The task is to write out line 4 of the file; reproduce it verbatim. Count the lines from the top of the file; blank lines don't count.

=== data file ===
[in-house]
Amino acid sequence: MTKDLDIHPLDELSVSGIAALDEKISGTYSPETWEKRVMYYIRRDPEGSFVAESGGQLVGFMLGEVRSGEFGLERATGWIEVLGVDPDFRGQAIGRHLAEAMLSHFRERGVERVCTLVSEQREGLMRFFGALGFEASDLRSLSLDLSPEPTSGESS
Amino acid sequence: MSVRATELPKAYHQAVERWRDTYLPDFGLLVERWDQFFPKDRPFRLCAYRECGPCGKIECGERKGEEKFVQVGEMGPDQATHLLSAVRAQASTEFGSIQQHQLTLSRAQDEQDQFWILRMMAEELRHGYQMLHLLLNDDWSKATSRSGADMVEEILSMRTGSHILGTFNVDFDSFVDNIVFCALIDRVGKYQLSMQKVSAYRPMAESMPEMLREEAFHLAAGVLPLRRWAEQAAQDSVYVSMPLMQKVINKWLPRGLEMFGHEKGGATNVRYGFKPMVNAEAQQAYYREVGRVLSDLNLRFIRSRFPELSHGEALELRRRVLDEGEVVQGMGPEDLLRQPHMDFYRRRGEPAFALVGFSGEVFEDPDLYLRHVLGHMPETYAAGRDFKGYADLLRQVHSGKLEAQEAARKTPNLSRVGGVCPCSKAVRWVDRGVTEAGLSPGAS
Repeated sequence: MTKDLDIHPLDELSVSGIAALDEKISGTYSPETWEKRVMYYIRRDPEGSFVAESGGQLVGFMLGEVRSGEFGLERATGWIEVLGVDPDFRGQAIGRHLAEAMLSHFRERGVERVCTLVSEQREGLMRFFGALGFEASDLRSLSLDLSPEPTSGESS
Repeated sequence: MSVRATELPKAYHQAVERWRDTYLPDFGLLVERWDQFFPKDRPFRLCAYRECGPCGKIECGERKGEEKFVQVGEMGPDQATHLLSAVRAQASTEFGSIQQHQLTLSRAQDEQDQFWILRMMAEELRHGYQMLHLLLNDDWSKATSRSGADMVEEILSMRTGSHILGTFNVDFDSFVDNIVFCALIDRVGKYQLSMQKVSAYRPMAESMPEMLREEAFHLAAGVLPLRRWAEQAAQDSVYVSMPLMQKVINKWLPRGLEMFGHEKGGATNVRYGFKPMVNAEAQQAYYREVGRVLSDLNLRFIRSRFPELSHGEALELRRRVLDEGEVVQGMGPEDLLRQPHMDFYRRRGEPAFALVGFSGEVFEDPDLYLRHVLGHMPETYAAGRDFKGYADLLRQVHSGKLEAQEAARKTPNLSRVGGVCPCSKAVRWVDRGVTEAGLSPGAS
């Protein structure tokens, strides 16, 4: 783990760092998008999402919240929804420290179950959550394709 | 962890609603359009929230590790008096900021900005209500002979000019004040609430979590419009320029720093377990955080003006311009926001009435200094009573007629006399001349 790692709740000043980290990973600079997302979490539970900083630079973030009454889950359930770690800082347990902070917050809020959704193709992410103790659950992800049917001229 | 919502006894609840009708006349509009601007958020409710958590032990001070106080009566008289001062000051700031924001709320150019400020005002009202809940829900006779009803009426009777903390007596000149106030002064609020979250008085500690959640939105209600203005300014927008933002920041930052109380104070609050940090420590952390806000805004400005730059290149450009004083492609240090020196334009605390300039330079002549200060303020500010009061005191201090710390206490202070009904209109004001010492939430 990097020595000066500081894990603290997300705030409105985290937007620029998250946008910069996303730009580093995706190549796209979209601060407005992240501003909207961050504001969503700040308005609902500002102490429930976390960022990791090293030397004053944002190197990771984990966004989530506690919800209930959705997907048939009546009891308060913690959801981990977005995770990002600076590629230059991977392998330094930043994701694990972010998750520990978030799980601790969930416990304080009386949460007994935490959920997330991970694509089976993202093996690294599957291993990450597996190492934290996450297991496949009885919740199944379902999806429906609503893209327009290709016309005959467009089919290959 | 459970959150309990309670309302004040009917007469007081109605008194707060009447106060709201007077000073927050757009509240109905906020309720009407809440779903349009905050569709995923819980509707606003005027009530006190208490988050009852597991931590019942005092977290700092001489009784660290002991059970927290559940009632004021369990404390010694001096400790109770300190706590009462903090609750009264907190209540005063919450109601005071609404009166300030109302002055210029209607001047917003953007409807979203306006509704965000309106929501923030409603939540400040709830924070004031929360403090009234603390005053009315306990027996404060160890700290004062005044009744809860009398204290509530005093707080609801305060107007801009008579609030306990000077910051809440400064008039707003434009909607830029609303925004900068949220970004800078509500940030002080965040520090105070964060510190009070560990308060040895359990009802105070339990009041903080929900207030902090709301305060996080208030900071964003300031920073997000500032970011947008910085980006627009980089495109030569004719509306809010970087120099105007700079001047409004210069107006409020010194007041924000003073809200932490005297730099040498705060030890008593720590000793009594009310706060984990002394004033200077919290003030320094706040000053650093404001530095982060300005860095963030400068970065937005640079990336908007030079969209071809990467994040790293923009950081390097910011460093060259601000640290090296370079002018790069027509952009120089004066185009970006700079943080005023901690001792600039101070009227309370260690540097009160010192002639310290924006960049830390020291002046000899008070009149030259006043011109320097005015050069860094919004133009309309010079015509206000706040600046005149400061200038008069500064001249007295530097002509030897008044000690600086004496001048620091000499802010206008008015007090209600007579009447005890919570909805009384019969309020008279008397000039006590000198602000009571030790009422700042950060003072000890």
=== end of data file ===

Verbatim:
Repeated sequence: MTKDLDIHPLDELSVSGIAALDEKISGTYSPETWEKRVMYYIRRDPEGSFVAESGGQLVGFMLGEVRSGEFGLERATGWIEVLGVDPDFRGQAIGRHLAEAMLSHFRERGVERVCTLVSEQREGLMRFFGALGFEASDLRSLSLDLSPEPTSGESS